Inflation remains up 6.3% over a year ago
A measure of inflation that is closely tracked by the Federal Reserve jumped 6.3% in May from a year earlier, unchanged from its level in April.
Thursday’s report from the Commerce Department provided the latest evidence that painfully high inflation is pressuring American households and inflicting particular harm on low-income families and people of color.
The government’s report also said that consumer spending rose at a sluggish 0.2% rate from April to May. On a month-to-month basis, prices rose 0.6% from April to May, up from the 0.2% increase from March to April.
Credit reports remove some medical debts
Help is coming for many people struggling with medical debt on credit reports.
Starting Friday, the three major U.S. credit reporting companies will stop counting paid medical debt on their reports, which banks and others use to judge creditworthiness.
The companies also will start giving patients a year to resolve delinquent medical debt that has been sent to collections before reporting it. That’s up from six months Next year, the companies also will stop counting unpaid medical debt under $500.
Patient advocates cheer these moves, but they want more. They question whether medical debt should remain on credit reports at all.
Mortgage rates dip after recent jumps
Average long-term U.S. mortgage rates eased back this week after shooting up nearly three-quarters of a point in recent weeks.
Mortgage buyer Freddie Mac reported Thursday that the 30-year rate fell to 5.70% this week from 5.81% last week. One year ago, however, the average 30-year rate was 2.98%.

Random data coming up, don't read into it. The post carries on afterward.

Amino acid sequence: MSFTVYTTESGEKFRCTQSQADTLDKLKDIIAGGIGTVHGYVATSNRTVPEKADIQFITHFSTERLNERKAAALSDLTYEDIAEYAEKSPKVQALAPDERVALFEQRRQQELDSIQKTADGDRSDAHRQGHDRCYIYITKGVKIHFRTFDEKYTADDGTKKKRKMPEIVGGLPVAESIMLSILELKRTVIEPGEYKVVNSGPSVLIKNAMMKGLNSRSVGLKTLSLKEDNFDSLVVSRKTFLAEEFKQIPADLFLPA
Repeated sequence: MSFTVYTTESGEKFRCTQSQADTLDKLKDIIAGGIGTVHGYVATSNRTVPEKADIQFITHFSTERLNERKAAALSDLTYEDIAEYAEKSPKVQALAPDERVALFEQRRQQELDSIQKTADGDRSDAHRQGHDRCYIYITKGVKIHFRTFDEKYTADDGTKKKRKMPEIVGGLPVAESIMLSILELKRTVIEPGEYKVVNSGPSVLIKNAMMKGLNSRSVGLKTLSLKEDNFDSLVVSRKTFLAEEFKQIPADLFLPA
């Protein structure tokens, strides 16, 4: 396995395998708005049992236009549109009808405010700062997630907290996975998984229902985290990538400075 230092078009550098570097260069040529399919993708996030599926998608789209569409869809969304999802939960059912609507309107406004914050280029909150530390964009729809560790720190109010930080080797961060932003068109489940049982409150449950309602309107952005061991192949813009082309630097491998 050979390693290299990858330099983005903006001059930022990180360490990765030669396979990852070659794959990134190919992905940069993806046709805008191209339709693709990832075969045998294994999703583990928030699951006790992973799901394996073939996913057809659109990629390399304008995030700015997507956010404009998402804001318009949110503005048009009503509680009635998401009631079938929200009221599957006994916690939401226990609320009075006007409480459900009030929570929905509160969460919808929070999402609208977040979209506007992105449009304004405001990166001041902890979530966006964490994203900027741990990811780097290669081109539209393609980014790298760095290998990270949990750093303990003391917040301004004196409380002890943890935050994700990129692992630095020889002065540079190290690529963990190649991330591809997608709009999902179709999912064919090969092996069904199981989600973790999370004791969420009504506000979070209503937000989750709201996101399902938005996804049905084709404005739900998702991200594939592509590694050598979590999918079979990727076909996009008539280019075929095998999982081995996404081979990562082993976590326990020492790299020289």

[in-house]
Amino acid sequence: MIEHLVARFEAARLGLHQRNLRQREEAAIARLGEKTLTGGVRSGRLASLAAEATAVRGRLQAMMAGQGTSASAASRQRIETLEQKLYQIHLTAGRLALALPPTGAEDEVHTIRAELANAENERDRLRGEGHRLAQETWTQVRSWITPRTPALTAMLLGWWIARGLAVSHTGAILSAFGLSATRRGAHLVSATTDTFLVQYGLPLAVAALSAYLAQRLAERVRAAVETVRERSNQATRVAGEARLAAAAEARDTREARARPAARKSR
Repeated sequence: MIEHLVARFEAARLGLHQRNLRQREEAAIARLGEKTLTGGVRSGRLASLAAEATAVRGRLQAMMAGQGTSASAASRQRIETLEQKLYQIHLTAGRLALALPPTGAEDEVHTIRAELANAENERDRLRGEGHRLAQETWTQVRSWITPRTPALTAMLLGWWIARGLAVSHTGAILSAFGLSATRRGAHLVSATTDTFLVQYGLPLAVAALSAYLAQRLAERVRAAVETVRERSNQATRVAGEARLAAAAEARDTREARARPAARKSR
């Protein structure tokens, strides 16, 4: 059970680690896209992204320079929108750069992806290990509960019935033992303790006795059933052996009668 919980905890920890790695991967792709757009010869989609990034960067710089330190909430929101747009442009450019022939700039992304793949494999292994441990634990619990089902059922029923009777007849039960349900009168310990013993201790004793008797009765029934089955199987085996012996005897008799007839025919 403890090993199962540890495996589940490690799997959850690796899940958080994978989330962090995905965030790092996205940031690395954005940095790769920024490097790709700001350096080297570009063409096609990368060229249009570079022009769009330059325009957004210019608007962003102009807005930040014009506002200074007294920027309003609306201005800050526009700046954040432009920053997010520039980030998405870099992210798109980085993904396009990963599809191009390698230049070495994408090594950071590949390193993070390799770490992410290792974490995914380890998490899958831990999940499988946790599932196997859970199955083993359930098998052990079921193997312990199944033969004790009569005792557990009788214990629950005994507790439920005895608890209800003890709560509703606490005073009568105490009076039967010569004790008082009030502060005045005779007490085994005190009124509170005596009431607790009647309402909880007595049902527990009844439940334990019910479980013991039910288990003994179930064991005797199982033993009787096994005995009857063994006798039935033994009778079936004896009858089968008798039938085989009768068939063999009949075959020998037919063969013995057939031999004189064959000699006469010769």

The average rate on 15-year, fixed-rate mortgages, popular among those refinancing their homes, fell to 4.83% from 4.92% last week. A year ago, the rate was 2.26%.
The Federal Reserve raised its benchmark rate this month by three-quarters of a point, the biggest single hike since 1994.
Spirit vote delay boosts share price
Shares of Spirit Airlines are rising after the budget airline postponed a vote on a merger with Frontier for the second time.
Spirit announced hours before a shareholder meeting Thursday that the merger vote will be pushed back to July 8. That will give Spirit more time to talk with Frontier and JetBlue Airways, which is also bidding for Spirit.
JetBlue’s CEO sees the latest delay as a sign that his airline will eventually win the bidding war.
Semi-trailers required to have stronger guards
Starting in about two years, all new semi trailers in the U.S. will have to have stronger guards to stop cars from sliding under them in rear-end crashes.
The National Highway Traffic Safety Administration said Thursday that it finalized the requirement. Manufacturers will get time to design changes to strengthen the guards so they prevent most rear underride crashes.
Such guards have been sought by safety advocates for years to prevent the crashes, which often are deadly.
The agency also says it will research side underride guard requirements for large trailers, with plans to start the regulatory process to require them.
NHTSA Administrator Steven Cliff said in a statement that the rear underride impact guards will improve protection for people in passenger vehicles. The rule was required by Congress under the bipartisan infrastructure law.
— Compiled by Dave Flessner